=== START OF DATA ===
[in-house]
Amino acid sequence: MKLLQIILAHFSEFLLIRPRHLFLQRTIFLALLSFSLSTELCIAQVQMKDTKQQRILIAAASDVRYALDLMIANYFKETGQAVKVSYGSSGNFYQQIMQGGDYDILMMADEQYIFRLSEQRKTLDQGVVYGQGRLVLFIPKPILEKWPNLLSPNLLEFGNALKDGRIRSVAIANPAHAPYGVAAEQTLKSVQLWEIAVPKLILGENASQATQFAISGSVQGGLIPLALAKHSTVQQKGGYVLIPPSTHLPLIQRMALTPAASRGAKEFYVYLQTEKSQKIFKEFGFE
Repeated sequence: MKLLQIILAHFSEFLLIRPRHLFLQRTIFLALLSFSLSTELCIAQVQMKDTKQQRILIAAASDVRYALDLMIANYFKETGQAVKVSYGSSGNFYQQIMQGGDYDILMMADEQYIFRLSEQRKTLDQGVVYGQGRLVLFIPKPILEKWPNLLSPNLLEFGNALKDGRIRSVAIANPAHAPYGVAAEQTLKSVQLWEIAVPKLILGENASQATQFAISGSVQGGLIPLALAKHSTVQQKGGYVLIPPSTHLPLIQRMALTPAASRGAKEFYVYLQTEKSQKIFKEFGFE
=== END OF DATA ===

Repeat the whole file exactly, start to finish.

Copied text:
[in-house]
Amino acid sequence: MKLLQIILAHFSEFLLIRPRHLFLQRTIFLALLSFSLSTELCIAQVQMKDTKQQRILIAAASDVRYALDLMIANYFKETGQAVKVSYGSSGNFYQQIMQGGDYDILMMADEQYIFRLSEQRKTLDQGVVYGQGRLVLFIPKPILEKWPNLLSPNLLEFGNALKDGRIRSVAIANPAHAPYGVAAEQTLKSVQLWEIAVPKLILGENASQATQFAISGSVQGGLIPLALAKHSTVQQKGGYVLIPPSTHLPLIQRMALTPAASRGAKEFYVYLQTEKSQKIFKEFGFE
Repeated sequence: MKLLQIILAHFSEFLLIRPRHLFLQRTIFLALLSFSLSTELCIAQVQMKDTKQQRILIAAASDVRYALDLMIANYFKETGQAVKVSYGSSGNFYQQIMQGGDYDILMMADEQYIFRLSEQRKTLDQGVVYGQGRLVLFIPKPILEKWPNLLSPNLLEFGNALKDGRIRSVAIANPAHAPYGVAAEQTLKSVQLWEIAVPKLILGENASQATQFAISGSVQGGLIPLALAKHSTVQQKGGYVLIPPSTHLPLIQRMALTPAASRGAKEFYVYLQTEKSQKIFKEFGFE